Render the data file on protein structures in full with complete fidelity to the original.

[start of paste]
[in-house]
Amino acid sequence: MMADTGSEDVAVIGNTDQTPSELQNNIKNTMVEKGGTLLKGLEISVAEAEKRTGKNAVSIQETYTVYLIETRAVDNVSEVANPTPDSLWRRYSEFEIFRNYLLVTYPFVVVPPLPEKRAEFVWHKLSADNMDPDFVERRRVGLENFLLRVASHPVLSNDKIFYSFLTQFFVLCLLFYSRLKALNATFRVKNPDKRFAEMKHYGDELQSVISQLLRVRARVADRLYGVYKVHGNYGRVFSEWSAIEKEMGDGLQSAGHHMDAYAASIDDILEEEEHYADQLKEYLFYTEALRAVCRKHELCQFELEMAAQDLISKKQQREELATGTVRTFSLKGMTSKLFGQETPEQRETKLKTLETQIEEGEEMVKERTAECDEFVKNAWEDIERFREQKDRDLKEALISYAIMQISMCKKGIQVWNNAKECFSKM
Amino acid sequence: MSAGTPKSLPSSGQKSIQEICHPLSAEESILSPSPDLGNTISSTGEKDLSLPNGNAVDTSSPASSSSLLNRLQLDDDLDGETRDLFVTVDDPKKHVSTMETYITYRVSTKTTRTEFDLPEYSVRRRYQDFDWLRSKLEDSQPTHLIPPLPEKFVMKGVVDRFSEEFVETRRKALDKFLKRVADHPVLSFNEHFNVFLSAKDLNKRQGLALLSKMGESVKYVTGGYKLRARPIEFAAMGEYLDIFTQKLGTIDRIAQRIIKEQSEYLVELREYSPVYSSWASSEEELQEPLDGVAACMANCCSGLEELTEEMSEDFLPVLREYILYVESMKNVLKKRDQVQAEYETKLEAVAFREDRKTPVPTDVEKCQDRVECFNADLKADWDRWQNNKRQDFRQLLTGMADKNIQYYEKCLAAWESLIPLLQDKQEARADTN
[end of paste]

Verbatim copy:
[in-house]
Amino acid sequence: MMADTGSEDVAVIGNTDQTPSELQNNIKNTMVEKGGTLLKGLEISVAEAEKRTGKNAVSIQETYTVYLIETRAVDNVSEVANPTPDSLWRRYSEFEIFRNYLLVTYPFVVVPPLPEKRAEFVWHKLSADNMDPDFVERRRVGLENFLLRVASHPVLSNDKIFYSFLTQFFVLCLLFYSRLKALNATFRVKNPDKRFAEMKHYGDELQSVISQLLRVRARVADRLYGVYKVHGNYGRVFSEWSAIEKEMGDGLQSAGHHMDAYAASIDDILEEEEHYADQLKEYLFYTEALRAVCRKHELCQFELEMAAQDLISKKQQREELATGTVRTFSLKGMTSKLFGQETPEQRETKLKTLETQIEEGEEMVKERTAECDEFVKNAWEDIERFREQKDRDLKEALISYAIMQISMCKKGIQVWNNAKECFSKM
Amino acid sequence: MSAGTPKSLPSSGQKSIQEICHPLSAEESILSPSPDLGNTISSTGEKDLSLPNGNAVDTSSPASSSSLLNRLQLDDDLDGETRDLFVTVDDPKKHVSTMETYITYRVSTKTTRTEFDLPEYSVRRRYQDFDWLRSKLEDSQPTHLIPPLPEKFVMKGVVDRFSEEFVETRRKALDKFLKRVADHPVLSFNEHFNVFLSAKDLNKRQGLALLSKMGESVKYVTGGYKLRARPIEFAAMGEYLDIFTQKLGTIDRIAQRIIKEQSEYLVELREYSPVYSSWASSEEELQEPLDGVAACMANCCSGLEELTEEMSEDFLPVLREYILYVESMKNVLKKRDQVQAEYETKLEAVAFREDRKTPVPTDVEKCQDRVECFNADLKADWDRWQNNKRQDFRQLLTGMADKNIQYYEKCLAAWESLIPLLQDKQEARADTN